Why Australia needs the NDIS

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New disability sector worker Madam Butterfly explains why, as “…a nation, we should be backing the NDIS without question”.
'Every Australian Counts', NDIS rally, 30 April 2012.

Recently, I took that big leap from the corporate world into the non-for profit disability sector. My economic rationalist hat firmly welded on, I was expecting to bring some rigorous logic to the warm and fuzzy world of social welfare.

A new perspective arrived quickly, when I encountered story after story of individuals already facing multiple barriers. These barriers were compounded by isolation and poverty, and often having to navigate through a complex maze of services, referrals, and rigid bureaucracy that make up the grossly underfunded, fragmented and inefficient disability service sector.

For years, I had taken for granted that people formulated goals, no matter how modest. Most of us develop plans for the future, expect to work towards them and feel happy and validated by our achievements.

In the disability sector, however, I found people happy to just get by in survival mode. There’s a tacit acceptance that receiving those two showers a week and clean clothes are an achievement, and that the disability support pension was enough to show that the system cared for them.

The Human Rights charter states that
“…people who have a disability must be given the same opportunities and choices, and be included in the community in the same way as people without a disability”.

Choice is dignity; even affording people the right to take reasonable risks and make their own decisions on shaping their care, and their futures is dignity.  The charter also tells us it is,
“…unreasonable to unnecessarily restrict a persons’ right to independence”.

One of the great levellers for me was hearing about the parents of a severely disabled child, who were “thrilled” that they could cash in their superannuation in order to be able to purchase a specialized wheelchair and afford the modifications to their home to be able to provide greater mobility for their child. More money would make these choices easier, without the need to cash in retirement savings.

However, this debate is not limited to just “showers and wheelchairs”. It is about making the people with disabilities the owners and the drivers of their own destinies. It is about personal dignity.

The plan for a no-fault disability insurance scheme, along with the raft of mental health reforms proposed by the current Government, could have come at no better time.  There is a need to tackle the unsustainable “lottery” approach to quality disability services. This is most effective when intervention is early enough; when actions will make the impact of a disability on peoples’ lives as small as possible.

At the recent COAG meeting, the NDIS became a sticking point for many Premiers who turned their pockets inside out, crying poor. They cannot afford to co-fund the NDIS they tried to tell us. The subsequent fallout showed just how many of their opinions were driven by arguments about cost, with absolutely no recognition that the NDIS is an investment.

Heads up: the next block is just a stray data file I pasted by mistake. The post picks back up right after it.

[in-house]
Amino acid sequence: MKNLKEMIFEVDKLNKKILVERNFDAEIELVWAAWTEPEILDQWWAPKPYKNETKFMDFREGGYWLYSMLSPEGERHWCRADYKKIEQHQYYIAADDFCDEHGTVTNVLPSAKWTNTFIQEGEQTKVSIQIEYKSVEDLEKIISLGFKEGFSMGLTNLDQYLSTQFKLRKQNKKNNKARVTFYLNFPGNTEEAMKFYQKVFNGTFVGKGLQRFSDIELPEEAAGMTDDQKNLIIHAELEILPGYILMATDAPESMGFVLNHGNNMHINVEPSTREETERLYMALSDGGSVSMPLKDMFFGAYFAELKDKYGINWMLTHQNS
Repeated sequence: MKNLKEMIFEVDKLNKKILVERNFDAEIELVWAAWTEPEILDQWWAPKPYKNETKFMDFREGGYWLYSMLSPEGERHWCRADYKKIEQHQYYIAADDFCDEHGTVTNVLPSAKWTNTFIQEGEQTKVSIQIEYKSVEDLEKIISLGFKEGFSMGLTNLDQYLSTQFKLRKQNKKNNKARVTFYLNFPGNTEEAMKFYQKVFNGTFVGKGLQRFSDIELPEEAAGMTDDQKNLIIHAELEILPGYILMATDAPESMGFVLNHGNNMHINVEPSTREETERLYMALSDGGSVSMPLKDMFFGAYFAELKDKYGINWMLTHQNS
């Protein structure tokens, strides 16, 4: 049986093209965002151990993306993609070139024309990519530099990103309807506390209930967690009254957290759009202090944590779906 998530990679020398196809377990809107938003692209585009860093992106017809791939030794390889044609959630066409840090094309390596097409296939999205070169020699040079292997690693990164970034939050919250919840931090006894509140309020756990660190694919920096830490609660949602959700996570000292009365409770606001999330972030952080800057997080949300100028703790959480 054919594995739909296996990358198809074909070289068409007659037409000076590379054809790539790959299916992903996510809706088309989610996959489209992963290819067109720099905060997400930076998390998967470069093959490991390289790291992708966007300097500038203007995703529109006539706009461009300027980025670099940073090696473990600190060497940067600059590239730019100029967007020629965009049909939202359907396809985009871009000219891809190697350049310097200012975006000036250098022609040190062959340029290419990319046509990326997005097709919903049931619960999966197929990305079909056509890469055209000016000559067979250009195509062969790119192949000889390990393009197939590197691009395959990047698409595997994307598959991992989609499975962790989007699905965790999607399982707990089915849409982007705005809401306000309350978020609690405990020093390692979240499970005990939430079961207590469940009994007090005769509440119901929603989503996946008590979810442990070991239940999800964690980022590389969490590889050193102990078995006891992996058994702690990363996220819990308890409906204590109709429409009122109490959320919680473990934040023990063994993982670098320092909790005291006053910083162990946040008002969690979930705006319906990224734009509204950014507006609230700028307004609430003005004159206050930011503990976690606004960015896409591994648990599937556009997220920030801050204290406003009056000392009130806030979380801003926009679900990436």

The reforms have come at a time where there is a real need for cultural change through a more diverse workforce, compounded by the need for increased productivity.

Australia is facing a large ageing population with decreased productivity and skills-shortages exacerbating the already burdened social service and health services sector. Underlying the current reforms is the premise that the best way to promote social inclusion is to ensure all those who want to work, can. The NDIS will free up thousands of carers (approximately 80,000) and will help transform the lives of people with disabilities who currently have one of the lowest workforce participation rates (Australia is ranked 21 in the OECD), it will also enable them to be better prepared to engage in the open workforce through being better supported. It will also help fuel cultural change through more socially inclusive and diverse workplaces.

We need to remember, most of those people with disabilities want to work; not just for money — it is about knowing you live a productive life.

Choosing not to invest in the NDIS is not only economically irresponsible, but it will also ensure that disability services remain largely crisis-driven, continuing to perpetuate inefficiency and drive Government costs even higher in the long run.

But in the end, arguments about investments and returns are secondary to the demands of human rights. Restoration of dignity through a people-centred service approach, that will allow people with disabilities to have greater control over decision-making, is essential. This will actually allow people to not only formulate goals and have aspirations; it will give them the satisfaction of being able to create their own path to achieve them by being able to participate in sustainable and supported employment suitable to their ability.

A reform such as this should transcend politics and bureaucracies.

As a nation, we should be backing the NDIS without question.

A participant of the NDIS, summed it up best when they stated:

“This scheme is for people with disability.

“Not service-providers. Not for Governments, not for empires or private agendas.

“This scheme is for people who are as individual as their fingerprints.”
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